Fox News has been accused of distorting its news content in the past. Often.
Now, a St. Petersburg man says he sent an email to Fox News host Bill O'Reilly, and it ended up being displayed on his show, the O'Reilly Factor. Well, that man says part of his email ended up on the show, along with new words and concepts that ended up in front of O'Reilly's massive television audience.
Jeremy Kopchak says he was watching Bill O'Reilly interview noted atheist Richard Dawkins last week when he became "frustrated by Bill's usual demeaning of Dawkins" and sent an email to the Factor.
What Kopchak sent to O'Reilly, he says, wasn't exactly what O'Reilly displayed to the nation.
Here's the text of the email Kopchak claims he sent to O'Reilly:
Bill, have you read Richard Dawkin's book 'The God Delusion'? You should have the guts to investigate both sides before being so pompous in your faith while completely discounting the critical thinking of atheists. The truth will stand up to any scrutiny.
St. Petersburg, Florida
Here's how it went on the Factor:
Somewhere between Kopchak's computer and national television, he says the phrase "while completely discounting the critical thinking of atheists" turned into "that you would attack Dawkins."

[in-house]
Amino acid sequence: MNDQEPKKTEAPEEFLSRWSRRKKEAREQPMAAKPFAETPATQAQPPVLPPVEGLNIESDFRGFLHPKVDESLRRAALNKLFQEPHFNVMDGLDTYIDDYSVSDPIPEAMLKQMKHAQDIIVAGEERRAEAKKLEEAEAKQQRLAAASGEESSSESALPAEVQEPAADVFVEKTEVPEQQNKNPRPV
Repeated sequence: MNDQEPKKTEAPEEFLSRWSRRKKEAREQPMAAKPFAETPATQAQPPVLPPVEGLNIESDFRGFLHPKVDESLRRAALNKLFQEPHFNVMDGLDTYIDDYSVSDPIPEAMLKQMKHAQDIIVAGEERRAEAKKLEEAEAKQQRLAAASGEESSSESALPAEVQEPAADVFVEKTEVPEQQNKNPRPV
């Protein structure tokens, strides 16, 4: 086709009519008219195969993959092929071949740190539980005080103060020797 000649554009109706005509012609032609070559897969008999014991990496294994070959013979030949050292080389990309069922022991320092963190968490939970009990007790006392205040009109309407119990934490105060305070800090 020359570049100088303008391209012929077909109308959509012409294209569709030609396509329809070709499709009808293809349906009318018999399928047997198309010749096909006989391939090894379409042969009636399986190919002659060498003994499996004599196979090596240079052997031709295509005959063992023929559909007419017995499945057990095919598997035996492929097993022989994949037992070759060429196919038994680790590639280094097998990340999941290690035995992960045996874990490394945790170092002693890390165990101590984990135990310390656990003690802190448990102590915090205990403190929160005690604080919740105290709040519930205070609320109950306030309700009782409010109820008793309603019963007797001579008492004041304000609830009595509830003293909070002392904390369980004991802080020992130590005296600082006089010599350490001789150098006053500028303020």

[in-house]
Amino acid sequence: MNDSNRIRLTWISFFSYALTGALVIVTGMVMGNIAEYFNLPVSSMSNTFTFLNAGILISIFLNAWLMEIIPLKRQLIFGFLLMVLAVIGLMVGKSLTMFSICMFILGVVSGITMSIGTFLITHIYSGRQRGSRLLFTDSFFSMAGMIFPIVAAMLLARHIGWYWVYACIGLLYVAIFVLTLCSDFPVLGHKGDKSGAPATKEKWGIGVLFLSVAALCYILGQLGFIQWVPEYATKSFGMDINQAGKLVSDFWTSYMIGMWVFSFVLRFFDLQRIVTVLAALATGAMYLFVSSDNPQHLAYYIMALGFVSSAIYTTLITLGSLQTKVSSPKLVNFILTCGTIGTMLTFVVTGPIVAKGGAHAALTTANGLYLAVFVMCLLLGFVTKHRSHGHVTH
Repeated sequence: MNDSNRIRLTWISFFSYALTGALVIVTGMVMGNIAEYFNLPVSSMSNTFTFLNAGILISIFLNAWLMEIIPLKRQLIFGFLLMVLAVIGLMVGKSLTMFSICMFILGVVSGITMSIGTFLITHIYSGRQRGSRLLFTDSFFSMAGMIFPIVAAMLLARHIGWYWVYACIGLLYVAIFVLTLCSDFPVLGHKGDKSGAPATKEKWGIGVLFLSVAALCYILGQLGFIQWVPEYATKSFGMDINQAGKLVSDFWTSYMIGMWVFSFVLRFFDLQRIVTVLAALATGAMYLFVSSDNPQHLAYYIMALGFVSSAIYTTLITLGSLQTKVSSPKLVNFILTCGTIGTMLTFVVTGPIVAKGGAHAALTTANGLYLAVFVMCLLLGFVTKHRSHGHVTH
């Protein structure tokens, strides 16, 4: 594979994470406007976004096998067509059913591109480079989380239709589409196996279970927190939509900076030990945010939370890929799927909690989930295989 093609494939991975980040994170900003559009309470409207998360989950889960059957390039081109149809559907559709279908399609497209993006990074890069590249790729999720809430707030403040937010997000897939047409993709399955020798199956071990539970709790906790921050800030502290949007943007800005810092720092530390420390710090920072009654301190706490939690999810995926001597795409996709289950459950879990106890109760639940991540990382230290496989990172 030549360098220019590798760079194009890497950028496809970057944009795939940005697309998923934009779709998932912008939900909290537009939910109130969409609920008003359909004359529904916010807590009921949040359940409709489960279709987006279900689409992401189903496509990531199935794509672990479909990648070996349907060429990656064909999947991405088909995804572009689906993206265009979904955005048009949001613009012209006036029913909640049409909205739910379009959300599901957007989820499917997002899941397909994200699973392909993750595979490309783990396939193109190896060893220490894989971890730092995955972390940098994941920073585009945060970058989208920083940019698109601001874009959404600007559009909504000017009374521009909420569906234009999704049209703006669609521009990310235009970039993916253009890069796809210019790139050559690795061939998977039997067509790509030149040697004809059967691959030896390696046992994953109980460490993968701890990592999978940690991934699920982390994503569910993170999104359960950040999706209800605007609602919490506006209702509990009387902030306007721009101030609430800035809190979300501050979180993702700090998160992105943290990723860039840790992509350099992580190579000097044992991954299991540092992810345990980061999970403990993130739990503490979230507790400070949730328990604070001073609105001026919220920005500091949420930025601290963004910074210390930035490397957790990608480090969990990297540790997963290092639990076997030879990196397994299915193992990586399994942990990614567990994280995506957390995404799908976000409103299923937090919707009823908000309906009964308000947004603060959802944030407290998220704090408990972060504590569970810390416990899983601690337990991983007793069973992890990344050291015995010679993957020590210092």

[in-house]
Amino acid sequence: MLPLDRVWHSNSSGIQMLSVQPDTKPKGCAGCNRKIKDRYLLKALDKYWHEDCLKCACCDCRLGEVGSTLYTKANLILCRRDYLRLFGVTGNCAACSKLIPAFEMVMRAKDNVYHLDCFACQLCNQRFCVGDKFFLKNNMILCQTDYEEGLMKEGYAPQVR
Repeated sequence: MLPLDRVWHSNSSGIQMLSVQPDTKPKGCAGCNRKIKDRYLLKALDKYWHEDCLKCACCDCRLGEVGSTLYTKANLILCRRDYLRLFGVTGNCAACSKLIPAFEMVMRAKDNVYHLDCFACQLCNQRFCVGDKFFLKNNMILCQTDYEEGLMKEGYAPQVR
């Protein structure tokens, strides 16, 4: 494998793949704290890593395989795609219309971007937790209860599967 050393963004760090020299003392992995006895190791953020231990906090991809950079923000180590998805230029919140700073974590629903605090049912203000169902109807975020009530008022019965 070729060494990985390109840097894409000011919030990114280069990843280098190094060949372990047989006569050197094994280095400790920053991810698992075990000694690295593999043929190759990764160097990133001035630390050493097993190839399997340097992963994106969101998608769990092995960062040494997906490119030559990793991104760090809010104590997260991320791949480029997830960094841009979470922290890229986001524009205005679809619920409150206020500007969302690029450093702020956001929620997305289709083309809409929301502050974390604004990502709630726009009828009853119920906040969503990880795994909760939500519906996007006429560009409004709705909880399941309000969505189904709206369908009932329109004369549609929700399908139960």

As evidenced in the clip, O'Reilly's talking point turned into Kopchak's claim that O'Reilly attacked Dawkins -- a claim Kopchak never actually made, according to the purported email.
That leads to the question -- if the aforementioned premises are true, could Kopchak make a case for libel?
It's possible, according to Joseph Russomanno, a PhD, author, and professor of media law at Arizona State University's Walter Cronkite School of Journalism and Mass Communication:
...Jeremy would seem to have two possible claims -- libel if he feels his reputation was damaged, or false light if his reputation was not damaged. Some states don't recognize false light, so that would be important to know.
With libel, because O'Reilly is a public figure, Jeremy would have to prove O'Reilly made the false information public with actual malice -- knowing the information was false or showing reckless disregard for the truth.
Amy Sohnen, executive producer of the O'Reilly Factor, tells the Pulp that the length of the email was the only alteration made to the email.
"We trimmed the letter for time but did not change the meaning," she says.